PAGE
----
Besieged vigilantes `close to surrender'

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The Independent Online
The Freemen of Montana live in "a netherworld of alternative reality", according to experts on the American far-right fringe. They write cheques for huge sums, drawn on fictitious banks, take grand titles like Justice of the Peace and spout English common law in court submissions that run to hundreds of pages but make little sense. But their cheques were good enough to persuade car dealers to hand over a small fleet of late-model trucks and to defraud banks and mail-order firms of $1.8m (pounds 1.2m), it is alleged. And their smoke-and-mirrors financial schemes convinced hundreds of people to join expensive "training" courses in Montana and California.

A reported 100 FBI agents and local police yesterday continued to surround a remote Montana ranch where about a dozen armed Freemen were said to be holed up. Yesterday the stand-off, which authorities are at pains not to describe as a siege, entered its fifth day. The FBI remained determined to avoid a repetition of blundered and bloody encounters with fringe and cult groups at Waco, Texas and Ruby Ridge, Idaho.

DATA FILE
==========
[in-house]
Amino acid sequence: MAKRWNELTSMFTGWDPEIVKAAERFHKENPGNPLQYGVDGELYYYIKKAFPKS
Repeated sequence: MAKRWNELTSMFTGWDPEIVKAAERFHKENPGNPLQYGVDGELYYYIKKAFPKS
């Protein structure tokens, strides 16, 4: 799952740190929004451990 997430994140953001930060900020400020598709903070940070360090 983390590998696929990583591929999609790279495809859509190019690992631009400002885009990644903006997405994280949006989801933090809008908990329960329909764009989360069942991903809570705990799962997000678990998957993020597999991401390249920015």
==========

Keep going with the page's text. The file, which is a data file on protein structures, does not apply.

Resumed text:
Though supplies of food and electricity to the ranch were cut off, agents have allowed a sister of two Freemen leaders to deliver a surrender petition which she helped to write. The Freemen, like other militant anti-government groups that have flourished in the US in recent years, typically denounce the US government as an illegal conspiracy. They refuse to pay taxes, carry drivers' licences or recognise American courts and believe the US Constitution grants more rights to white than non-white citizens. But the Freemen and associated groups, said to number several hundred across the US, are also described as able conmen.

While other pro-gun militia groups began military training, the Freemen made their protests through legal gobbledygook and financial fakery.

They used phony law suits to harass local officials. In Colorado, for $300, they showed farmers how to pay off farm loans by printing certified money orders on home computers.

Several dozen people showed up for courses each weekend at their ranch, the "Justus Township", where those inside are wanted for fraud and death threats. One Freemen graduate, Mary Broderick, held two-day workshops in the Los Angeles area offering a quick fix to money and tax problems and drawing hundreds of people.

Ms Broderick dropped out of sight in the desert town of Lancaster, California this week when prosecutors sought a restraining order, saying $30m worth of fake cheques had reached the Government.